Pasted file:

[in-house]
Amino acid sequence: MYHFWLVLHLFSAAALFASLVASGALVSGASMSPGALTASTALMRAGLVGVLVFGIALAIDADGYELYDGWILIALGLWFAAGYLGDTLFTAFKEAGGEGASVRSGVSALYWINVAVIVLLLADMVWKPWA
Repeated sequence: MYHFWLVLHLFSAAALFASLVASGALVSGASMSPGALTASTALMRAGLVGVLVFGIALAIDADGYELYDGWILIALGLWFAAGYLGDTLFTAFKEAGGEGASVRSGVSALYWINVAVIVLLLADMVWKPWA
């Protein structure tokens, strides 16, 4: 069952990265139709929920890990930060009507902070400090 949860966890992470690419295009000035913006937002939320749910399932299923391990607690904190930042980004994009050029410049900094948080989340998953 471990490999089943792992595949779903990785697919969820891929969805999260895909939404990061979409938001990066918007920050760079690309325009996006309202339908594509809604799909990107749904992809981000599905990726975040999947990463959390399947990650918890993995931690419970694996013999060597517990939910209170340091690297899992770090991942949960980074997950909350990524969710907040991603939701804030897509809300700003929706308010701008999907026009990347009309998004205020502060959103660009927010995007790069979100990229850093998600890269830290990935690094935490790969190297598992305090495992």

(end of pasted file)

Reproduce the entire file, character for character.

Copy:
[in-house]
Amino acid sequence: MYHFWLVLHLFSAAALFASLVASGALVSGASMSPGALTASTALMRAGLVGVLVFGIALAIDADGYELYDGWILIALGLWFAAGYLGDTLFTAFKEAGGEGASVRSGVSALYWINVAVIVLLLADMVWKPWA
Repeated sequence: MYHFWLVLHLFSAAALFASLVASGALVSGASMSPGALTASTALMRAGLVGVLVFGIALAIDADGYELYDGWILIALGLWFAAGYLGDTLFTAFKEAGGEGASVRSGVSALYWINVAVIVLLLADMVWKPWA
């Protein structure tokens, strides 16, 4: 069952990265139709929920890990930060009507902070400090 949860966890992470690419295009000035913006937002939320749910399932299923391990607690904190930042980004994009050029410049900094948080989340998953 471990490999089943792992595949779903990785697919969820891929969805999260895909939404990061979409938001990066918007920050760079690309325009996006309202339908594509809604799909990107749904992809981000599905990726975040999947990463959390399947990650918890993995931690419970694996013999060597517990939910209170340091690297899992770090991942949960980074997950909350990524969710907040991603939701804030897509809300700003929706308010701008999907026009990347009309998004205020502060959103660009927010995007790069979100990229850093998600890269830290990935690094935490790969190297598992305090495992």